BOURBONNAIS, Ill. — The training camp reviews of his franchise quarterback were lukewarm at best, and when told this, Matt Nagy shook his head.
It’s a cool Sunday morning in Bourbannais, just minutes after Chicago’s final training camp practice open to the public, and Nagy — the second-year head coach of the resurgent Chicago Bears — has been asked to take stock of that quarterback, Mitchell Trubisky.
Last year at this time, Trubisky was just trying to absorb the playbook of his new head coach and get the team lined up correctly. Now, after a 12-4 season in which he led the Bears to the NFC North title, Trubisky has been given more responsibility, which means nailing down protections, seeing the defense better and working through progressions more efficiently.
This has been a process over the past several weeks, as several observers noted Trubisky has struggled against the Bears’ defense this preseason. Nagy contends that since he already knows the things Trubisky does well, the only way the offense can grow is if the third-year signal-caller pushes through the discomfort of making mistakes in practice, which serves to help the staff figure out everything else he can do.
“Mitch is growing as a quarterback, which is important,” Nagy told Yahoo Sports. “In this offense, it takes a good two-and-a-half, three years until I think you truly know it all, and he’s a kid that wants to be so perfect that sometimes I pull him up and say, ‘Hey it’s OK if you make an error, it’s OK to just play.’”
It’s a process similar to what Nagy went through with Alex Smith, who developed into the league’s best statistical deep-ball passer in 2017, his third and final year under Nagy’s tutelage in Kansas City. And when asked if it’s frustrating that all this could easily be taken as a negative, Nagy shook his head ... but not out of anger.
“No, no it’s not [frustrating] — I’m OK with it,” Nagy said. “As long as Mitchell knows that he’s learning how I coach and I’m learning how he plays.”
And trust, Trubisky does know. Nagy wanted to be sure of it on the morning of Aug. 13, when the two huddled in his office to take stock of where the offense is and most important, survey where it’s headed.
“We threw a lot at myself and the offense throughout training camp,” Trubisky explained. “Whether it’s adding more new stuff or pulling back a little bit and keeping it simple, [we’re] allowing the offense to play fast, allowing me to play fast.”
As Trubisky noted, this is the point of the preseason where Nagy starts fine-tuning what he wants the Bears’ offensive attack to look like over the year. The plan is to build on their bread-and-butter plays from last year while adding new plays that they’ve tested out this camp against their defense, one of the league’s best.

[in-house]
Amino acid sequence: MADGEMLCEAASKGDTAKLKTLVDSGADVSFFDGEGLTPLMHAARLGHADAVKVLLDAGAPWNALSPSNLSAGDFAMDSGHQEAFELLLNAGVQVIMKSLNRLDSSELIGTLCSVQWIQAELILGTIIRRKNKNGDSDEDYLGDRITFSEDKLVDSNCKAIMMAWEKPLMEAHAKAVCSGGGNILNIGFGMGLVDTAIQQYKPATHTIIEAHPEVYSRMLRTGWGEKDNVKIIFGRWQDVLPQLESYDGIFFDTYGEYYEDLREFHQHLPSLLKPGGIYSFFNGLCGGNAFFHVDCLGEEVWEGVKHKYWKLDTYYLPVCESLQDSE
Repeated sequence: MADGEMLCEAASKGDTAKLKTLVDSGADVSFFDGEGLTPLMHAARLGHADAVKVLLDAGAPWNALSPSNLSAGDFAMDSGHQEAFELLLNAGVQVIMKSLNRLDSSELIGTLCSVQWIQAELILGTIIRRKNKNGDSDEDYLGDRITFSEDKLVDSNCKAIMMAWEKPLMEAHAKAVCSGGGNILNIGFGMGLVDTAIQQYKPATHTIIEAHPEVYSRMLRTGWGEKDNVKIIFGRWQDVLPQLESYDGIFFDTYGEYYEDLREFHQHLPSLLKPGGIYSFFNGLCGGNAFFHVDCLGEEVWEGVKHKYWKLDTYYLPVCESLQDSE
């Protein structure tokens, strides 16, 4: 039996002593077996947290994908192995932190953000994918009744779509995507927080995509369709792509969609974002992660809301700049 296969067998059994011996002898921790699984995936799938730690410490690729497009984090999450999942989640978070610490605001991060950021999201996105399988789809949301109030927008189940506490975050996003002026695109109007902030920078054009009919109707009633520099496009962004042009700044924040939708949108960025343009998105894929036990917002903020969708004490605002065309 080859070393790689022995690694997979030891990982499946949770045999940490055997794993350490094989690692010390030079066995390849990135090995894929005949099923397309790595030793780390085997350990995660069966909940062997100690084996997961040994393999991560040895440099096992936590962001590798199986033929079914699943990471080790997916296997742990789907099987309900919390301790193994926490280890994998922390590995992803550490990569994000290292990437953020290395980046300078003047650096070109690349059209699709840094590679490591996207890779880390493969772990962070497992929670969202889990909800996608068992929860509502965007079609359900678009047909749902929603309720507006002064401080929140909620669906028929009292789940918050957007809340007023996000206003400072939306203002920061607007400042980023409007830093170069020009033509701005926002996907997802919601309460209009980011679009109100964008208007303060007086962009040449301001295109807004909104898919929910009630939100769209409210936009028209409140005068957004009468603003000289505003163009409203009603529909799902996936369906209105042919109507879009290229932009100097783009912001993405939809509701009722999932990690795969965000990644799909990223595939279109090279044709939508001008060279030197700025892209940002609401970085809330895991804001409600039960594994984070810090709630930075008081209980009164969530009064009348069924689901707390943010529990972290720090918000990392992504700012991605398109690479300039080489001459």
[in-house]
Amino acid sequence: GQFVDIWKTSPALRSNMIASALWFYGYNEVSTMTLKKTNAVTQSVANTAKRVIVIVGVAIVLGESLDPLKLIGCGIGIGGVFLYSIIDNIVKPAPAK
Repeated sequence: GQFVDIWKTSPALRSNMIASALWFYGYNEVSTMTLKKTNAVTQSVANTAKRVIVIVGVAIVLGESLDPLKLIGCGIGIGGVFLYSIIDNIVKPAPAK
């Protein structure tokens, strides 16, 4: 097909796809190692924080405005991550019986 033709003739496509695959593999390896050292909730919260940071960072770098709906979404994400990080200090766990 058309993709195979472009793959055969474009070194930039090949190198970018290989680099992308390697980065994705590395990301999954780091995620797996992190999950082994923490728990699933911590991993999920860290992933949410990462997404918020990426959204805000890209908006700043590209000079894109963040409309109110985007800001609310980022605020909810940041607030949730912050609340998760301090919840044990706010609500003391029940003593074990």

A lot of it, to be sure, hasn’t worked. But some of it has, including the up-tempo stuff that Nagy said intrigued him last year. The thought is if it works against Chicago’s third-ranked defensive unit, it should work against anyone.
“We’re just trying to get to a point where we can get in and out of the huddle fast and then just play fast,” Nagy said. “I felt like there were times last year where we did that, there were times we didn’t. So we as a coaching staff are figuring it out on offense because we’ve got tons of talent — we’ve got a lot of talent — and I don’t think you wanna just overcomplicate things. Just let players play.”
Particularly the quarterback. And it’s worth noting that Trubisky said he feels “really comfortable” with where he’s at in the offense, willing to spread the ball around to the Bears’ vast array of playmakers, from running backs Tarik Cohen and David Montgomery to wideouts Allen Robinson, Taylor Gabriel and Anthony Miller, as well as tight end Trey Burton.
“He just wants me to go out there and be the point guard, distribute the ball to our playmakers, and that’s really all I gotta do within this offense,” Trubisky said.
While that might be the case in 2019, it might not be enough to satisfy Bears fans who watched Kansas City’s Patrick Mahomes and Houston’s Deshaun Watson, two quarterbacks taken after Trubisky in 2017, emerge last season as bonafide playmakers who could bail their teams out of trouble when things broke down on the field.
Nagy, however, is confident that Trubisky — a good athlete with a strong arm who can throw on the run and rushed for 421 yards and three touchdowns last season — has that verifiable playmaking gene, too.
“He has that, he has all that,” Nagy said. “Yeah, he’s got it all. And once he gets this offense down, you’ll see more of that.”
There’s already been signs of it.
“Watching game tape, seeing some of the blitzes we do on defense, he’s picking it up,” Nagy said. “He’s making the right Mike [linebacker] ID calls, sliding to the right guys, which is giving him time to throw the ball.”
Fans probably won’t get much of a chance to see any of this improvement before the Bears’ Sept. 5 opener against the Green Bay Packers, since Nagy isn’t big on playing his key starters during the preseason.
But will fans get to see a faster-paced version of an offense that ranked 21st in the league in 2018, further delivering on the up-tempo promise Nagy hinted at a year ago?
“We’ll see, we’ll see,” Nagy smiled. “We’re just getting started.”
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